We care about where our foods come from!

Articles
July 16, 2009

We care about where our foods come from!

The Integer Group and M/A/R/C Research report, The Checkout, found that consumers are tuning in more and more to the country of origin labeling (COOL) on their foods. The Checkout, a year-long shopper experience study, based on a nationally-representative, monthly survey of 1,200 consumers, tracks consumer opinions and behaviors ranging from coupon use to location of store. The current update found that consumers are more frequently choosing American-made products over less expensive foreign-made goods. Consumer incentive to purchase American-made goods increased by two percent, and those shoppers whose main concern was price (lowest possible) dropped by two percent; both of these are statistically significant. SupermarketGuru.com conducted a similar consumer poll in March 2009 with the specific goal of better understanding shopper's attitudes towards imported meat and COOL. The results revealed that consumers do in fact place great importance (77%) and preference (84%) for American-raised, bred and slaughtered meat. A majority (73%) also assume imported meat to be less safe than its American counterpart. Eighty-one percent of consumers report feeling confused when more than one country is listed on the label; consequently, 40% don't buy the meat, and 34% say they look for meat labeled "product of the U.S.A." to purchase instead.

The Integer Group and M/A/R/C Research report, The Checkout, found that consumers are tuning in more and more to the country of origin labeling (COOL) on their foods. The Checkout, a year-long shopper experience study, based on a nationally-representative, monthly survey of 1,200 consumers, tracks consumer opinions and behaviors ranging from coupon use to location of store.

The current update found that consumers are more frequently choosing American-made products over less expensive foreign-made goods. Consumer incentive to purchase American-made goods increased by two percent, and those shoppers whose main concern was price (lowest possible) dropped by two percent; both of these are statistically significant.

SupermarketGuru.com conducted a similar consumer poll in March 2009 with the specific goal of better understanding shopper's attitudes towards imported meat and COOL. The results revealed that consumers do in fact place great importance (77%) and preference (84%) for American-raised, bred and slaughtered meat.  A majority (73%) also assume imported meat to be less safe than its American counterpart.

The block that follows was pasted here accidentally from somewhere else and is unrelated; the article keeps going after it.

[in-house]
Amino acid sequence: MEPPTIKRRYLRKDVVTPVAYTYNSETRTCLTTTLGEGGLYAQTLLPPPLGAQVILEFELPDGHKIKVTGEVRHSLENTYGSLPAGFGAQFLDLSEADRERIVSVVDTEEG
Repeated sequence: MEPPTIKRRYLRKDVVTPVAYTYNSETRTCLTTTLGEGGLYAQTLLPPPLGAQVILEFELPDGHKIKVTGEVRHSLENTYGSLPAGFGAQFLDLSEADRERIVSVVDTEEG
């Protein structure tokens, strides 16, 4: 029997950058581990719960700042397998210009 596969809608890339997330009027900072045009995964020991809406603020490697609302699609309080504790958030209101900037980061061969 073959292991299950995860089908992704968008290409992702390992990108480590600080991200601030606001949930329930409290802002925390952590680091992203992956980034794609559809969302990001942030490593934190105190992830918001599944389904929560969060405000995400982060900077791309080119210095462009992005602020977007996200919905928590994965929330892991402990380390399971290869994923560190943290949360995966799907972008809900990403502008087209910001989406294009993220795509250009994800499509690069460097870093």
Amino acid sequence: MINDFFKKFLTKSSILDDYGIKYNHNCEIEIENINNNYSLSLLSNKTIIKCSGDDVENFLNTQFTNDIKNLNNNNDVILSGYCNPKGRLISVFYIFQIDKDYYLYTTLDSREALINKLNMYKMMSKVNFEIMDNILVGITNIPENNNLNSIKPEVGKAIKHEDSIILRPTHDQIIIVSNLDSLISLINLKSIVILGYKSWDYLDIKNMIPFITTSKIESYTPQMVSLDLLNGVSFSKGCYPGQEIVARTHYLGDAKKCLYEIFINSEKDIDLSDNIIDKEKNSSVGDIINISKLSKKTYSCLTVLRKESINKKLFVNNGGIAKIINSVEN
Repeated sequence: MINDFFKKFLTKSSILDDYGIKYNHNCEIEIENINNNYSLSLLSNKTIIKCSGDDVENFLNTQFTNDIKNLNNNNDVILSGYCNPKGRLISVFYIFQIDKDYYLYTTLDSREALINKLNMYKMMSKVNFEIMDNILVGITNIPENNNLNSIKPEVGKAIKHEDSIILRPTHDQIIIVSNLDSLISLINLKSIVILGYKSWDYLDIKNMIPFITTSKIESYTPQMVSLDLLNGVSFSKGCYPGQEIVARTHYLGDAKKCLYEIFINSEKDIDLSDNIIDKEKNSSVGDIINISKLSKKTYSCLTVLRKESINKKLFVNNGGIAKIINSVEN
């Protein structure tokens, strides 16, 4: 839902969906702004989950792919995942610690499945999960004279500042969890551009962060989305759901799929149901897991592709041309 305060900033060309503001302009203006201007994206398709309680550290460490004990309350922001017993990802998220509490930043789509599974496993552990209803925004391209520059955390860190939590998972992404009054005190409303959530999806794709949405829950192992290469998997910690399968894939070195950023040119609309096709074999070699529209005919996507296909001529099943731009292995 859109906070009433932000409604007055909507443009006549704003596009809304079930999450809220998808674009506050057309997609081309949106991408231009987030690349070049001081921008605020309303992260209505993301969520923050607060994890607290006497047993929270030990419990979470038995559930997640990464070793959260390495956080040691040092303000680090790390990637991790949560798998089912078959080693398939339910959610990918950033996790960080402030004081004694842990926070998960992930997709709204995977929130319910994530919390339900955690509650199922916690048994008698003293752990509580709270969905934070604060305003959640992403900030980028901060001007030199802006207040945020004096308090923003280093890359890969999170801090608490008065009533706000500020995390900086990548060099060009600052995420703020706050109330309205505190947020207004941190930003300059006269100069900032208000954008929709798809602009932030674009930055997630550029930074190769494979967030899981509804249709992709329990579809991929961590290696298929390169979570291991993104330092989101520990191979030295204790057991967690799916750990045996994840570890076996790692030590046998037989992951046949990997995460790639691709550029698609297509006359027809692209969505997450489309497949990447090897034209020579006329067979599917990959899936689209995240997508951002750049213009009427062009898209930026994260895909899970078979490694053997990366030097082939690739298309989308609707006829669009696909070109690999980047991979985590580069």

Eighty-one percent of consumers report feeling confused when more than one country is listed on the label; consequently, 40% don't buy the meat, and 34% say they look for meat labeled "product of the U.S.A." to purchase instead.

Most importantly, 64% of consumers report that they would switch stores in order to buy meat labeled "product of the U.S.A." if it was not available at their current grocer or butcher's counter.

COOL lists the countries where the meat was born, raised and/or processed. Meat labeled "Product of the U.S.A." was born, raised and processed in the U.S.A. only.

Sometimes animals born in one country are taken to another country where they are raised and processed. This is a common practice to reduce costs, or as some farmers specialize in one of the various aspects of livestock production - breeding, growing, feeding, or processing.

Labels also differ depending on how long the animal has spent in this country. For example, if an animal was born in Canada and raised and processed in the U.S.A. the label would read, "Product of the U.S.A.," and Canada." If the meat was born and raised in Canada but processed in the U.S.A., the label would read, "Product of Canada and the U.S.A."

As of now, COOL only applies to single-ingredient, unprocessed meat products such as ground beef, chops and other cuts sold in retail food stores. Labels are not required on processed products, such as bacon, cured ham, lunchmeats, or those products that include more than one ingredient. In addition, meat products sold at restaurants do not require the label.

There is little doubt both in our consumer surveys as well as in others that there is a mounting desire to know where ALL our foods are coming from both from a quality as well as food safety standpoint. The result without a doubt will certainly be an overall improvement in the foods we offer our shoppers, and yes, it is likely that the price will be higher. Does anyone question how long a frozen pizza with sausage and chicken would sit in the store's freezer case if what was listed on the label read "Product of China, Argentina, Canada, Mexico and the U.S.A.?